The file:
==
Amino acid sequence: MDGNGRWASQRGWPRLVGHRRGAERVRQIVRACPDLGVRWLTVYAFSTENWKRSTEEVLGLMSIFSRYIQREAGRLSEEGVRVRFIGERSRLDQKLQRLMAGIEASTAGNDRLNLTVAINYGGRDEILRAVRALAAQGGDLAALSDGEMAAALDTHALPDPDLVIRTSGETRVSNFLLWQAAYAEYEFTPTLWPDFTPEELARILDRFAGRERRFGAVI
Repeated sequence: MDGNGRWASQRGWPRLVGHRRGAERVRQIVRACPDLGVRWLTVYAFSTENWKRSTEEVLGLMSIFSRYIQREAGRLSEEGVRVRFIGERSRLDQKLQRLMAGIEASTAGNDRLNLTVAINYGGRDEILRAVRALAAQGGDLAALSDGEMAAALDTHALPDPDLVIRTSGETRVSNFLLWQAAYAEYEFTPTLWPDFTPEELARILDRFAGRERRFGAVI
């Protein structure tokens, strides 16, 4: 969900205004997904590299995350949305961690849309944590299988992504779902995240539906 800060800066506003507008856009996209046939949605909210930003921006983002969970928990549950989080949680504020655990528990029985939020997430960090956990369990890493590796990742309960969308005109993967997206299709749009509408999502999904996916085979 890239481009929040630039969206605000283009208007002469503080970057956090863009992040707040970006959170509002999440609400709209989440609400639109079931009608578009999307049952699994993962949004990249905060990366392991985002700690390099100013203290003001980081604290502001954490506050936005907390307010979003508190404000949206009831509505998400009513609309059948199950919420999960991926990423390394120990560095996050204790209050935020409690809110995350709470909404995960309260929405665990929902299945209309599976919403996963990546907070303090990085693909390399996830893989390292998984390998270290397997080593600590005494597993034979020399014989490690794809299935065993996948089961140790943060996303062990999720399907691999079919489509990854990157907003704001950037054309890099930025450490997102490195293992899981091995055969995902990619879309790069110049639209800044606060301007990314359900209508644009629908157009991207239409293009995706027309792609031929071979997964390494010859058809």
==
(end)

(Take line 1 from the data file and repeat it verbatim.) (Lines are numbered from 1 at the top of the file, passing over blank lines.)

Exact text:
Amino acid sequence: MDGNGRWASQRGWPRLVGHRRGAERVRQIVRACPDLGVRWLTVYAFSTENWKRSTEEVLGLMSIFSRYIQREAGRLSEEGVRVRFIGERSRLDQKLQRLMAGIEASTAGNDRLNLTVAINYGGRDEILRAVRALAAQGGDLAALSDGEMAAALDTHALPDPDLVIRTSGETRVSNFLLWQAAYAEYEFTPTLWPDFTPEELARILDRFAGRERRFGAVI